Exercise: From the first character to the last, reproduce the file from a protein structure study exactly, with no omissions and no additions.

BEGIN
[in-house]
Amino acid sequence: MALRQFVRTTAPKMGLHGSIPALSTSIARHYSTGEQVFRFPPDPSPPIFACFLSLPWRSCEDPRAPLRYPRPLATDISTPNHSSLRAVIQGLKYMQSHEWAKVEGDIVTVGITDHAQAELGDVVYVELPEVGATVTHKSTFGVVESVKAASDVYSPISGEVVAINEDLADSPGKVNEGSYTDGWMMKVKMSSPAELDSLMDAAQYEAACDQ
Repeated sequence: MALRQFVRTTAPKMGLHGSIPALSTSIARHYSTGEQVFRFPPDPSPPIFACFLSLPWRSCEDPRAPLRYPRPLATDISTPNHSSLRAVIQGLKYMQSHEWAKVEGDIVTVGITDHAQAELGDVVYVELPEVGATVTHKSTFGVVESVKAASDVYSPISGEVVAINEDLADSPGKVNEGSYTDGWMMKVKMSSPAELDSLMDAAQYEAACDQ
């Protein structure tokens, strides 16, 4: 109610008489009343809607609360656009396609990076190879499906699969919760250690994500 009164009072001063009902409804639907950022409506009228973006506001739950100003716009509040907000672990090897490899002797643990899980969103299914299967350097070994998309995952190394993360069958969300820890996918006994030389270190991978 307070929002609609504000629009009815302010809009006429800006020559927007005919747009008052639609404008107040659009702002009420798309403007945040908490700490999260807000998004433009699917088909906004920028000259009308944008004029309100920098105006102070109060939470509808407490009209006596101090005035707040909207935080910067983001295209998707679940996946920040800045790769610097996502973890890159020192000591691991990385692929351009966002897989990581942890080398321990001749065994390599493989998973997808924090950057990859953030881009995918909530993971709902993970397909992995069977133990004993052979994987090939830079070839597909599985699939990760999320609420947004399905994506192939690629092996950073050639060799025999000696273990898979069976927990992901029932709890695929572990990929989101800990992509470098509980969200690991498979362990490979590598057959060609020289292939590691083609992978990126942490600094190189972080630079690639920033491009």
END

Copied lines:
[in-house]
Amino acid sequence: MALRQFVRTTAPKMGLHGSIPALSTSIARHYSTGEQVFRFPPDPSPPIFACFLSLPWRSCEDPRAPLRYPRPLATDISTPNHSSLRAVIQGLKYMQSHEWAKVEGDIVTVGITDHAQAELGDVVYVELPEVGATVTHKSTFGVVESVKAASDVYSPISGEVVAINEDLADSPGKVNEGSYTDGWMMKVKMSSPAELDSLMDAAQYEAACDQ
Repeated sequence: MALRQFVRTTAPKMGLHGSIPALSTSIARHYSTGEQVFRFPPDPSPPIFACFLSLPWRSCEDPRAPLRYPRPLATDISTPNHSSLRAVIQGLKYMQSHEWAKVEGDIVTVGITDHAQAELGDVVYVELPEVGATVTHKSTFGVVESVKAASDVYSPISGEVVAINEDLADSPGKVNEGSYTDGWMMKVKMSSPAELDSLMDAAQYEAACDQ
């Protein structure tokens, strides 16, 4: 109610008489009343809607609360656009396609990076190879499906699969919760250690994500 009164009072001063009902409804639907950022409506009228973006506001739950100003716009509040907000672990090897490899002797643990899980969103299914299967350097070994998309995952190394993360069958969300820890996918006994030389270190991978 307070929002609609504000629009009815302010809009006429800006020559927007005919747009008052639609404008107040659009702002009420798309403007945040908490700490999260807000998004433009699917088909906004920028000259009308944008004029309100920098105006102070109060939470509808407490009209006596101090005035707040909207935080910067983001295209998707679940996946920040800045790769610097996502973890890159020192000591691991990385692929351009966002897989990581942890080398321990001749065994390599493989998973997808924090950057990859953030881009995918909530993971709902993970397909992995069977133990004993052979994987090939830079070839597909599985699939990760999320609420947004399905994506192939690629092996950073050639060799025999000696273990898979069976927990992901029932709890695929572990990929989101800990992509470098509980969200690991498979362990490979590598057959060609020289292939590691083609992978990126942490600094190189972080630079690639920033491009």